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Title: The influence of dietary components on non-haem iron absorption by in vitro study
Author: Abd. Rashed, Aswir
Awarding Body: University of Surrey
Current Institution: University of Surrey
Date of Award: 2012
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Abstract:
Dietary components have been known for many years to have a variable effect on non-haem iron uptake in humans. Since it is impractical and expensive to employ in vivo methods for iron uptake, in this study, a human intestinal Caco-2 cell line was utilised for investigation of the effect of dietary components on non-haem iron uptake. Using a radioactive iron isotope 55Fe, it is possible to observe iron uptake activity in Caco-2 cell whether or not the dietary components are present in the media. Several dietary components including ascorbate, J3-carotene, amino acids, organic acids and two types of polyphenols (rutin dihydrate and catechin dihydratejincreased iron uptake in Caco-2 TC7 cells. In contrast, phytate and zinc reduced iron uptake, and vitamin E showed no effect on iron uptake. Interestingly, effects of ascorbate, zinc and phytate on iron uptake were found to follow Michaelis-Menten equation. Fe(III) reduction was measured by analysing the formation of Fe(II) via the spectrophotometric measurement of Fe(II)-bathophenanthrolinedisulfonic acid. Ascorbate and J3-carotene had a significant effect on the reduction of Fe(III) to Fe(II), thereby increasing the aqueous solubility of iron. This study model also sheds some light on the potential capability of p-carotene to reduce Fe(III) before Fe(II) is taken up by the cells. Western blotting was used to study the effect of dietary components on the transporter proteins (DMTI and Iregl) levels. Western blotting demonstrated that most of the amino acids and organic acids tested were able to reduce the expression of membrane DMTI levels. On the contrary, zinc and phytate caused a significant increase effect in membrane DMTI levels (p<-O.05) but ascorbate had no effect in membrane DMTJ levels. Ireg1 was significantly increased in the presence of phytate in the medium but there was no effect of ascorbate, B-carotene and zinc on Ireg1. These findings provide evidence that although membrane DMT I levels responded to the addition of selected dietary components in the medium, most if not all had no effect on Ireg1 expression. The results suggest that the effect of dietary components on iron transporters is merely a mucosa) block phenomenon, where the first step of iron uptake is regulated by DMTJ. In addition, the effects of ascorbate are not simply on the reduction and chelation of iron, but also on the transporter protein DMTI itself.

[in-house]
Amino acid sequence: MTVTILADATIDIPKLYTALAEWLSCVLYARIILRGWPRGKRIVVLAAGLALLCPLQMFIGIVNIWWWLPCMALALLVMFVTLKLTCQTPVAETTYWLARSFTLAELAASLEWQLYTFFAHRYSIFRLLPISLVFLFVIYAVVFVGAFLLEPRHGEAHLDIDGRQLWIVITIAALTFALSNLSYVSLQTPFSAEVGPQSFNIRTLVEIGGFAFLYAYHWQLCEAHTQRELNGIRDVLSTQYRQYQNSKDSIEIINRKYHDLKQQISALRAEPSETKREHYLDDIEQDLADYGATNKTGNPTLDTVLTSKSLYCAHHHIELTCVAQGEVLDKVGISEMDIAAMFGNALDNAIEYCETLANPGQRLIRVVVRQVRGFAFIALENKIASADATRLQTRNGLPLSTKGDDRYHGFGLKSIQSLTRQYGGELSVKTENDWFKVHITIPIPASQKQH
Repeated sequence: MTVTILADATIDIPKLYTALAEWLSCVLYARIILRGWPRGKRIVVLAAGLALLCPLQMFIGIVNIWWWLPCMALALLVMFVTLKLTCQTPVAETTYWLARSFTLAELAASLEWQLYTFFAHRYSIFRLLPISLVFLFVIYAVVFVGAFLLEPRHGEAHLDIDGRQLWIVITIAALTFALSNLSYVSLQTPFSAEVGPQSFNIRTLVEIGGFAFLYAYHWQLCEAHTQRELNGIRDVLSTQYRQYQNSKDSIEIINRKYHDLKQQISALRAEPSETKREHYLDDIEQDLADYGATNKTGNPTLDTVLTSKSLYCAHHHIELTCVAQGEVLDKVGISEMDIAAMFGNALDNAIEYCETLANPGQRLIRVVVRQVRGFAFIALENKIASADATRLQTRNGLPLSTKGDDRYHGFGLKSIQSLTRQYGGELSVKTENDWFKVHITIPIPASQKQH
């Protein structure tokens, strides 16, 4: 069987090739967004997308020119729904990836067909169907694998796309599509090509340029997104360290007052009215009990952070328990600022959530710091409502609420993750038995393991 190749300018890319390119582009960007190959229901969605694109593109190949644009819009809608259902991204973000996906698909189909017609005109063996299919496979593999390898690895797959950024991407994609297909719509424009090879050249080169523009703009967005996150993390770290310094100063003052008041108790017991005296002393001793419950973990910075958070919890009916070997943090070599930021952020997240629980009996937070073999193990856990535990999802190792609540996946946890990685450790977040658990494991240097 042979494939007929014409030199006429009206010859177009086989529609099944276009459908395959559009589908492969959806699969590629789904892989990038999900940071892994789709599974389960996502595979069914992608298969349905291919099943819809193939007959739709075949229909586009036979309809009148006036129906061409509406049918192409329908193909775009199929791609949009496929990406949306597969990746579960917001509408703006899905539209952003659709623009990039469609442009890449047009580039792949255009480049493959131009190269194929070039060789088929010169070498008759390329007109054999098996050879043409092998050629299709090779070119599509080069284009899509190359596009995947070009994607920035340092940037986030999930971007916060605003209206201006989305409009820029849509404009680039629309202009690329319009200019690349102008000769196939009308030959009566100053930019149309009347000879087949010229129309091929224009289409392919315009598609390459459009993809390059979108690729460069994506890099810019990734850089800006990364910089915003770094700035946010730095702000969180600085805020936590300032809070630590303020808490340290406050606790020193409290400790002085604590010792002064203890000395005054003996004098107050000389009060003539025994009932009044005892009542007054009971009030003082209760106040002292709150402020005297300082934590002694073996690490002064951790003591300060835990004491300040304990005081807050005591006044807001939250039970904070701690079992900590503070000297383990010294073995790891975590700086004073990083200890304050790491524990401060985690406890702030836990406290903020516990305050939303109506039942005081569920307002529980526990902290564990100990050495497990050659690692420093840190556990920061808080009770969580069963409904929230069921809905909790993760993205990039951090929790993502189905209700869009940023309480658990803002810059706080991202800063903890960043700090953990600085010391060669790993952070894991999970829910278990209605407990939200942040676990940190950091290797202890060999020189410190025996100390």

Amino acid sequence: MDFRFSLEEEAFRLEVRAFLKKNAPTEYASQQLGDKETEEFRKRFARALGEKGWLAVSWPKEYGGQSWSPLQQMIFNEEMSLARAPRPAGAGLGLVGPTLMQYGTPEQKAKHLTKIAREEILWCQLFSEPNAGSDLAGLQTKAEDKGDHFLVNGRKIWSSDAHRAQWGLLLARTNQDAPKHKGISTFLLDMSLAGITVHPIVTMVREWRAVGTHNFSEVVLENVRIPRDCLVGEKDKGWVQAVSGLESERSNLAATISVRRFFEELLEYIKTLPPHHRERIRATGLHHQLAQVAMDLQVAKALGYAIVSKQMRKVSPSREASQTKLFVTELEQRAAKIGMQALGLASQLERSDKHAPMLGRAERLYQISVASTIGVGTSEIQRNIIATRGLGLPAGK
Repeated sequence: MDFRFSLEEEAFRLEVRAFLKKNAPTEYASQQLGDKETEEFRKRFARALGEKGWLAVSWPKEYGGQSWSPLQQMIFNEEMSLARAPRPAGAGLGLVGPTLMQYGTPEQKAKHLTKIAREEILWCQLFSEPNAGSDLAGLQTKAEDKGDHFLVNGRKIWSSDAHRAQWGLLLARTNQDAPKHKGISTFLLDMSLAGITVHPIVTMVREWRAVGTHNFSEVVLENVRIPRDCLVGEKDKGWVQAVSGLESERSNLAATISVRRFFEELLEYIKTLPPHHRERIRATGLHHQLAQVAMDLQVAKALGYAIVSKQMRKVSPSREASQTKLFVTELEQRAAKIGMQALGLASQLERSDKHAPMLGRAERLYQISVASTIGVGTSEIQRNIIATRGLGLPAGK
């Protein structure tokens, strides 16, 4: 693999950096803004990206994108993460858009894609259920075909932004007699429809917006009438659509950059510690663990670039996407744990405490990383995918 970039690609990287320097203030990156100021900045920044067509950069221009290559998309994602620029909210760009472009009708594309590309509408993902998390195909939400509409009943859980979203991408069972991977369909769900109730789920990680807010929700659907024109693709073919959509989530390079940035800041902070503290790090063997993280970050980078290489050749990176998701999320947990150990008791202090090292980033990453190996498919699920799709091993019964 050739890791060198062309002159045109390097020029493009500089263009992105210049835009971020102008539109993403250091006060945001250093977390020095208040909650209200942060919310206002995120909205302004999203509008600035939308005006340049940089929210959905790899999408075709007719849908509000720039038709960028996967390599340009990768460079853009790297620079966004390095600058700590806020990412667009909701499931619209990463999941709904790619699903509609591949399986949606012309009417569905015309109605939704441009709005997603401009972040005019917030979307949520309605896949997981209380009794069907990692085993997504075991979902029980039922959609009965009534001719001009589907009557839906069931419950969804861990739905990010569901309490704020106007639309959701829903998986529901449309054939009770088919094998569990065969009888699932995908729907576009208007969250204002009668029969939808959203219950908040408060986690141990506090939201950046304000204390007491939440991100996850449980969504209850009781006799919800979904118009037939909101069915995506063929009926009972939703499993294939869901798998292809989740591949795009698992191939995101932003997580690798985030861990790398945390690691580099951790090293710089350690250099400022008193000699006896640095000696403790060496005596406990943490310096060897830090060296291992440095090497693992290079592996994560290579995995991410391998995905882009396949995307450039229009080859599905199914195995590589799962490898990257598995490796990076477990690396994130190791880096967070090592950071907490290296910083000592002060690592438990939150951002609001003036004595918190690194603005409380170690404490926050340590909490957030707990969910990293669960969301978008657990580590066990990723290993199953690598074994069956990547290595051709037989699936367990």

Supervisor: Not available Sponsor: Not available
Qualification Name: Thesis (Ph.D.) Qualification Level: Doctoral
EThOS ID: uk.bl.ethos.551153  DOI: Not available
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